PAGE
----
Editor’s Note: Today’s post comes from contributing editor Brooks Hudson, a PhD student in history at Southern Illinois University.
We have told ourselves the “opioid crisis” is an exception to past drug scares. In the past century, the narrative goes, we relied on law enforcement and punishment to curb widescale drug use, but our country now has turned over a new leaf—one centered on public health and compassion. Had it not been for Purdue Pharma, a uniquely bad actor, the spread of addiction and overdose deaths would have never occurred.
None of this is true. Rhetorically, yes, smart politicians now deemphasize the punishment aspect in public speeches. But law enforcement plays a greater role than ever before in regulating the use of drugs—from the zealous policing of some people who use illegal drugs to expansive prescription monitoring programs and from the detailed cataloging of the dosage of Americans’ medications to DEA to threats to doctors who fail to obey their dictates. Such strict and exacting regulations often leave elderly patients and patients with chronic pain out in the cold unable to secure necessary drugs. Yet, at the same time, prohibitionist drug control measures have also done little to stop the proliferation of black-market drugs.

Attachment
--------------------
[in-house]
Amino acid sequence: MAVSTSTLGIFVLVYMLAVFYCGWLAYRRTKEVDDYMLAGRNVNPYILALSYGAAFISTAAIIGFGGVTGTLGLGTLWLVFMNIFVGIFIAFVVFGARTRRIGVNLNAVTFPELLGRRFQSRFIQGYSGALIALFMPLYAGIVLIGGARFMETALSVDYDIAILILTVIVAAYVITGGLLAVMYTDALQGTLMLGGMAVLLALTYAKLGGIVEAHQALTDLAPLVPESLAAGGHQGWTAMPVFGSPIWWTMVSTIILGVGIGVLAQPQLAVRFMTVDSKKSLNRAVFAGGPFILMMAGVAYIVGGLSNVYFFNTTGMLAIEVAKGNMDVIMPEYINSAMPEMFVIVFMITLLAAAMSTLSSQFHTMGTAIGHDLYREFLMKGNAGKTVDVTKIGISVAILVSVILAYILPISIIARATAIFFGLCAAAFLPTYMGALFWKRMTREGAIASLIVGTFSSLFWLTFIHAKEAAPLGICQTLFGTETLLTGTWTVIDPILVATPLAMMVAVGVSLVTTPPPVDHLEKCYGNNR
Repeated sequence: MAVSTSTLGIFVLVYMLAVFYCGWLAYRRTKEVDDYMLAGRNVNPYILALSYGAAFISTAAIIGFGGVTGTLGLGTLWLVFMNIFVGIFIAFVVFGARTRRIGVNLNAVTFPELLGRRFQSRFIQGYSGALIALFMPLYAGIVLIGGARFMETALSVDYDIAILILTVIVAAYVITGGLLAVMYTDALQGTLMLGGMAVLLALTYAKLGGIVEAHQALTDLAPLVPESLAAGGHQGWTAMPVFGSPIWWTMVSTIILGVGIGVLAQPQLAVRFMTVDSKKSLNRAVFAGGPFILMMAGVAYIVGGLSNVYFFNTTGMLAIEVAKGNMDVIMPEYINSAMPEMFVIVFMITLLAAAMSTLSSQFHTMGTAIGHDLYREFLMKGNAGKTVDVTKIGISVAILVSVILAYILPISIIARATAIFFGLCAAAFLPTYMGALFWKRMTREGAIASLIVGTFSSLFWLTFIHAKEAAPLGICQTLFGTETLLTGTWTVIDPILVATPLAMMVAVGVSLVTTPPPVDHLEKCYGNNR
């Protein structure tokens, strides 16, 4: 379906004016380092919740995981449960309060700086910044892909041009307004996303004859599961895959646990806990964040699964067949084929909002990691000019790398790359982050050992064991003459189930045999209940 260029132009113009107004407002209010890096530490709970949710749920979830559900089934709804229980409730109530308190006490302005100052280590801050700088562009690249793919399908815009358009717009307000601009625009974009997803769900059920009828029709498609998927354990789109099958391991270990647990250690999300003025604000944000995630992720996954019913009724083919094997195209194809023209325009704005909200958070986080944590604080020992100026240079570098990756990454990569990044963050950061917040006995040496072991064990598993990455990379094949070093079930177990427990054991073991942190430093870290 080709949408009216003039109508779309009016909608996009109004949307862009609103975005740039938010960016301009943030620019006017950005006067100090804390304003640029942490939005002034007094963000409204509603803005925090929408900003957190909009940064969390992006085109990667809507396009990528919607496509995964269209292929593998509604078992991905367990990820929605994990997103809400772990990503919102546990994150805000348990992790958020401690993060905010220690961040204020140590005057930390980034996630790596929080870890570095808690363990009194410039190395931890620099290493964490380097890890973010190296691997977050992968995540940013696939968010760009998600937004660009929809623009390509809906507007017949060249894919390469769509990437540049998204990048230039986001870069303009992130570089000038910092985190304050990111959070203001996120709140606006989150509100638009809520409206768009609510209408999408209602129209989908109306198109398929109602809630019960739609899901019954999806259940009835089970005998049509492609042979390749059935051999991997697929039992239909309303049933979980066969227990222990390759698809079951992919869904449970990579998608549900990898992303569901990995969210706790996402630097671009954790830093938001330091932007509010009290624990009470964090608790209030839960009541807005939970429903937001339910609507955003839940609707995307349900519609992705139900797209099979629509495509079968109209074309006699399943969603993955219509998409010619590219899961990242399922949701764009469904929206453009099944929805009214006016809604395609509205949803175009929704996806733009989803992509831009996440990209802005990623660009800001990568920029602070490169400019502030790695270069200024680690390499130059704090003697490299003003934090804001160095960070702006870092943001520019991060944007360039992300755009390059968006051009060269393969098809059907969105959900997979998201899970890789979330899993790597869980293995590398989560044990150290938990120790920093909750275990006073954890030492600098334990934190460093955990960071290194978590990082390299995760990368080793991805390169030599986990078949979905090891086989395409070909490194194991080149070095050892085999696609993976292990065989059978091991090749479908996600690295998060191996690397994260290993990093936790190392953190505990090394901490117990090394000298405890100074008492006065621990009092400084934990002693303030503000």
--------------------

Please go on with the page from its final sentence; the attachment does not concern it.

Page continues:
Far from being a deviation, this has long been the norm and with often devastating results. Regardless of your thoughts about current events, this post will let us look back and travel to the past to try to clarify why overdose deaths continue to increase now despite a dramatic recent decrease in opioid prescriptions. And why this situation unlikely to change under current conditions. For about the last century, the United States government has abided by a philosophy that seems to prioritize drug abstinence and the strict policing of drug use at the expense of saving lives. To investigate this continuity, I will briefly examine two episodes: a 1930s critique of an early version of the war on drugs and the government’s opposition to needle exchanges during the AIDS epidemic of the 1980s.